Writing and Music

by Erin Roll

“What kind of music do you listen to while you’re writing?”

I find that this sort of question tends to get a rather strong reaction from some of my writing friends. Not to mention a varied response. Some people tell me, “I need dead silence when I write.” Or, “I like music in the background, but nothing with lyrics.”

I love music – I always have. For me, it’s not background noise – rather, it’s something to get my neurons fired up. Maybe it’s because music also helps me imagine things better.

For me, what music I listen to while writing depends a lot on what sort of writing I’m doing.
When I was an undergrad, I could listen to prog rock or 80s hair band metal while working on my term papers. These days, I tend to favor classical music as my academic paper music.

When I was working on my thesis for Montclair State University, there were two albums in particular that I listened to: “Seven: A Suite for Orchestra” and “Six Pieces for Orchestra.” Both of them are classical side projects by Genesis keyboardist Tony Banks; there are a lot of influences from Ravel, Holst and Vaughan Williams. And I find that “City of Gold,” the final piece on “Six,” is good for getting me in the mindset of “come on, you can do this, this infernal paper is almost done.”

I fear that I may forever see the stacks in the Sprague Library in front of me whenever I listen to either of those albums from here on out, but there you go.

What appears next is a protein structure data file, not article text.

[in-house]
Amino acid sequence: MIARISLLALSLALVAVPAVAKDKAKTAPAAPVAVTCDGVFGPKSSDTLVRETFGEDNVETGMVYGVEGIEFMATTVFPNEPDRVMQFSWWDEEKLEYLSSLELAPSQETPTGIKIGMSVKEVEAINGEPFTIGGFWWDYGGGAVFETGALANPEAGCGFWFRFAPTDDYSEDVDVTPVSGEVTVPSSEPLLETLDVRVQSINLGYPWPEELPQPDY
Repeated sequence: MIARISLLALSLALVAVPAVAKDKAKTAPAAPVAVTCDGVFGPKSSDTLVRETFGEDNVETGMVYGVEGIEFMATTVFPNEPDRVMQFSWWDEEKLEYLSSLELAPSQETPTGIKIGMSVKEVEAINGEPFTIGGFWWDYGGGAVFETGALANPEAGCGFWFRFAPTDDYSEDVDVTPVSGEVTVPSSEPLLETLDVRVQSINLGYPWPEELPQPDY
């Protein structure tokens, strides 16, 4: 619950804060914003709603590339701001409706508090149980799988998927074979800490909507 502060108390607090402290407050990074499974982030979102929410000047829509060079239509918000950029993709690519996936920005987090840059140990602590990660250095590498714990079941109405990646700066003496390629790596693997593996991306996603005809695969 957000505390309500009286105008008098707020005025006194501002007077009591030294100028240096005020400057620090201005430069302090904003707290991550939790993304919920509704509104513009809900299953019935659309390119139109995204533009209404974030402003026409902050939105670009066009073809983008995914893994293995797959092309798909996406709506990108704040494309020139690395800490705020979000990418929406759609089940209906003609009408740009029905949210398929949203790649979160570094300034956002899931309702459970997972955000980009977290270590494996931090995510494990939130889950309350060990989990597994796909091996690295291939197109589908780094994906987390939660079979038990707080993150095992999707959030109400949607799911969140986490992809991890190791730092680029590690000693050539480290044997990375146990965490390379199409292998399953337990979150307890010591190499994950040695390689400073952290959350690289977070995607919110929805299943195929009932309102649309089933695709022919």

For fiction, as with academic writing, it again depends a great deal on what I’m working on.
One of my ongoing projects is a steampunk novel set in an alternate-universe Ireland. When I’m working on that, I tend to favor one of two types of music. One type is Irish traditional; I especially like Clannad and Altan. The other type is my long and nebulous “sci-fi” playlist on my iPod. This encompasses pretty much everything from prog rock to 80s pop; bonus points if it’s a song that has something to do with flying.

If I’m working on something that’s more of a mystery or thriller, I don’t yet have a hard-and-fast playlist. But any song that sounds suitably “mysterious” will do. Something like “Planet of New Orleans” by Dire Straits or “Dreaming While You Sleep” by Genesis. Jazz or blues will also do nicely, or any song that sounds as if it may have come from a spy movie or cop show.

This is something that works for me, but not necessarily something that will work for another author. It all depends on your writing style, your attention span and your taste in music.

Whatever you choose, though, may your writing and your music be sweet and tuneful.

4 Replies to “Writing and Music”

    • Catherine Mascis


      This website helps if you are easily distracted and wanted to block out the world around you while you write. There is a tutorial on how the website link works on YouTube.

  1. Rose Blessing

    Interesting to hear how you work! Most of the music I love comes down to stories in songs, some from popular artists but often country music or folk songs, and, to my family’s amusement, children’s songs. Bruce Springsteen, Rolling Stones, Pete Seeger, even Burl Ives. These inspire me emotionally and verbally and help me counteract the side effects of a sedentary writer’s life (gotta dance and sing along sometimes!) But to actually sit down and write after all this inspiration . . . Music off! Silence required so I can hear my own words properly in my mind!

    • Jacqueline Stearns

      I love all genres of music! broadway, country, folk, blues, jazz, fifties and sixties rock and roll. It depends upon the mood of the piece I am working on.


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